This post may contain affiliate links, which means we may receive a commission if you click a link and purchase something that we have curated. It doesn't cost you anything, but it does help us keep Uhhloof up and running. Thank you for your support!
Meet the blobject, where curves and vibrant colors provide some much-needed relief from boring, angular minimalism. Let’s explore the history, design, and examples of these blob-shaped objects that have become an enduring design trend across technology and architecture. Then, we’ll look at some blobjects for sale today.
What is a Blobject?
Coined by industrial designer Karim Rashid, this portmanteau of “blob” and “object” is a term for designs that have round and organic characteristics. These curvilinear shapes are typically seen in bright colors and have soft, playful features.
The Blobject of Your Designer
The blobject aesthetic gained popularity in the ‘90s as a counter to minimalism and is most recognizable in tech form. Its often vibrant designs drew a stark contrast with bulky, angular, neutral colors that most computers and tech devices had at the time.
Apple’s iMac G3 is the most famous example of this design trend, boldly setting itself apart from its competitors.
Blobjects have evolved over the years, with products ranging from full-on blobject to having subtle characteristics from the trend.
Some argue that the design is dated or too trendy, while others would point to its modern resurgence alongside other ‘90s and ‘00s trends. With maximalist aesthetics becoming increasingly popular, you’ll notice blobjects (or blobject-inspired objects) all over as a reaction to a dwindling minimalism theme.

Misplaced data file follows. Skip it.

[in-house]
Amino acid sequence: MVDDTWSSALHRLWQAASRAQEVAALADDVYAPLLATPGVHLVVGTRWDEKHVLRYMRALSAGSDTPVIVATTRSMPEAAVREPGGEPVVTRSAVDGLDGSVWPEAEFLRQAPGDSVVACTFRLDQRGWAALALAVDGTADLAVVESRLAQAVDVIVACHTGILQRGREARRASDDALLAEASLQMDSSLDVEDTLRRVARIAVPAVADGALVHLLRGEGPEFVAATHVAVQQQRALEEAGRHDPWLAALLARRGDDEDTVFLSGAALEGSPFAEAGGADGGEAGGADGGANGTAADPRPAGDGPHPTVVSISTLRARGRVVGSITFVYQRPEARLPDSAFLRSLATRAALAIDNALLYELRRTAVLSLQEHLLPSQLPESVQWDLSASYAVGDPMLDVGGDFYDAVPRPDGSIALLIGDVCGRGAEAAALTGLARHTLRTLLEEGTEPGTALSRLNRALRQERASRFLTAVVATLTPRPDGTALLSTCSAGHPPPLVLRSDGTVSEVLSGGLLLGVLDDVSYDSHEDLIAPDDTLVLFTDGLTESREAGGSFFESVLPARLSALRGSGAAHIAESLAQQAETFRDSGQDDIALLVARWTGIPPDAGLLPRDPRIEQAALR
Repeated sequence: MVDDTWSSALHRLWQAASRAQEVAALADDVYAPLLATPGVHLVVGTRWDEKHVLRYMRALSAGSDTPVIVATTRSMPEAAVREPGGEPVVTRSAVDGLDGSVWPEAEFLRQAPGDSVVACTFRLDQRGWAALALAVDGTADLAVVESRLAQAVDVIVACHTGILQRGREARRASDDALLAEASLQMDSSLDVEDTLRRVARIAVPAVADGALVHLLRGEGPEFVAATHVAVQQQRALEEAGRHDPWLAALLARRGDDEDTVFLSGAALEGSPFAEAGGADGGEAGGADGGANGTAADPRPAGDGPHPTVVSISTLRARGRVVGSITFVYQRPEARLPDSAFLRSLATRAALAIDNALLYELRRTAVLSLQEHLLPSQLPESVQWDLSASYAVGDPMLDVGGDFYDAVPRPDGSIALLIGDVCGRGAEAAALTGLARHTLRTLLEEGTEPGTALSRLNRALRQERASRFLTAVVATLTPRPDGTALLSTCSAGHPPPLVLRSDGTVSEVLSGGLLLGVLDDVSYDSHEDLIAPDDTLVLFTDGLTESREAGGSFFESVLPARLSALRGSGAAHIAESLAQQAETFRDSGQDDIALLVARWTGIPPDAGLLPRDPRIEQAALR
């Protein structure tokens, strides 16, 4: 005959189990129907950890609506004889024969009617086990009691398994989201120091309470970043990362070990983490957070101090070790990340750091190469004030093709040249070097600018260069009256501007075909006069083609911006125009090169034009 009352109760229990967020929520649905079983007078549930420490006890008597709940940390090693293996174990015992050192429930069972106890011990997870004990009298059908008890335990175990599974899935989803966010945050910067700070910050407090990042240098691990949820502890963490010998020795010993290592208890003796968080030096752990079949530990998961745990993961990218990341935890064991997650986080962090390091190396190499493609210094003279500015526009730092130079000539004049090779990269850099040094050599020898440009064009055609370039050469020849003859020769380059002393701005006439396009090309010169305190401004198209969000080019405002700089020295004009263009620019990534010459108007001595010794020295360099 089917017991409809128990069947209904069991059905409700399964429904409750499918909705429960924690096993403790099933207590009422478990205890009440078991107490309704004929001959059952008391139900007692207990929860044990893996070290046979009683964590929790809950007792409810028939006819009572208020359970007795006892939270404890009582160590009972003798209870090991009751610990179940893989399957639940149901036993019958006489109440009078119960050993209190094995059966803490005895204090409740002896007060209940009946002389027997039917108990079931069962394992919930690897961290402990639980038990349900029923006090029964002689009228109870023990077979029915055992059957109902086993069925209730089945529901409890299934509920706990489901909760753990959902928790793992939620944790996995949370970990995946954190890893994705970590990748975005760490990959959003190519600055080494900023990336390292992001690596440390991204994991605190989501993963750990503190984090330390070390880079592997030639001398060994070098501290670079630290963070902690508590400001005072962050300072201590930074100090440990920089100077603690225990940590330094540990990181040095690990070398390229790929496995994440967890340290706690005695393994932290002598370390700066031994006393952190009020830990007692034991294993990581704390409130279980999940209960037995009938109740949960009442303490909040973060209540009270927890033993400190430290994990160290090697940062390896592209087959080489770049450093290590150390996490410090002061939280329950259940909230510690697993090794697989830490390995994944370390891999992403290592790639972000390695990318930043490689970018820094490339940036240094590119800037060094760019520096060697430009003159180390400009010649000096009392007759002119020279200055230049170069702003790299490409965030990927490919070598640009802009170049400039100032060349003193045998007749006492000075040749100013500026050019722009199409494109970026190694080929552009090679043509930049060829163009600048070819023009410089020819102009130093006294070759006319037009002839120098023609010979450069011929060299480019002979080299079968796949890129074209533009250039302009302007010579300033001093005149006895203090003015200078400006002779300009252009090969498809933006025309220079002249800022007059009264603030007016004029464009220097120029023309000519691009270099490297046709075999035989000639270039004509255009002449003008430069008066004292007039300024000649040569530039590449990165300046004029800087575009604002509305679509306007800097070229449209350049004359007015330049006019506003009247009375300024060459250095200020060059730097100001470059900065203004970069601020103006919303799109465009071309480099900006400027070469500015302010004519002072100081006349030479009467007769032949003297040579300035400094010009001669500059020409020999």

Read more about blobjects in Blobjects and Beyond: The New Fluidity in Design by Steven Skov Holt and Mara Holt Skov.
No products found.
What are some examples of blobjects?
Blobjects come in the form of everything from computers and cars to furniture and kitchen gadgets.
Here are some more blobjects you can buy today:
No products found.
Blobjects + Architecture = Blobitecture
Also known as blobism, these amoeba-shaped buildings carry many of the same characteristics as other blobjects.
“Blob” had been used as far back as the ‘80s and “blob architecture” was coined by Greg Lynn in 1995 — around the same time “blobject” took off. It seems this design trend took over in a big way in the late ‘90s.
One of the most famous examples is Selfridges’ building “The Blob” in Birmingham, created by architect Jan Kaplicky of Future Systems.
Affiliate Link Disclaimer
Our site may contain affiliate links, which means that if you click on one of the product links and make a purchase, we may receive a small commission. This helps support Uhhloof and allows us to continue to create content like this.
Last update on 2023-11-26 / Affiliate links / Images from Amazon Product Advertising API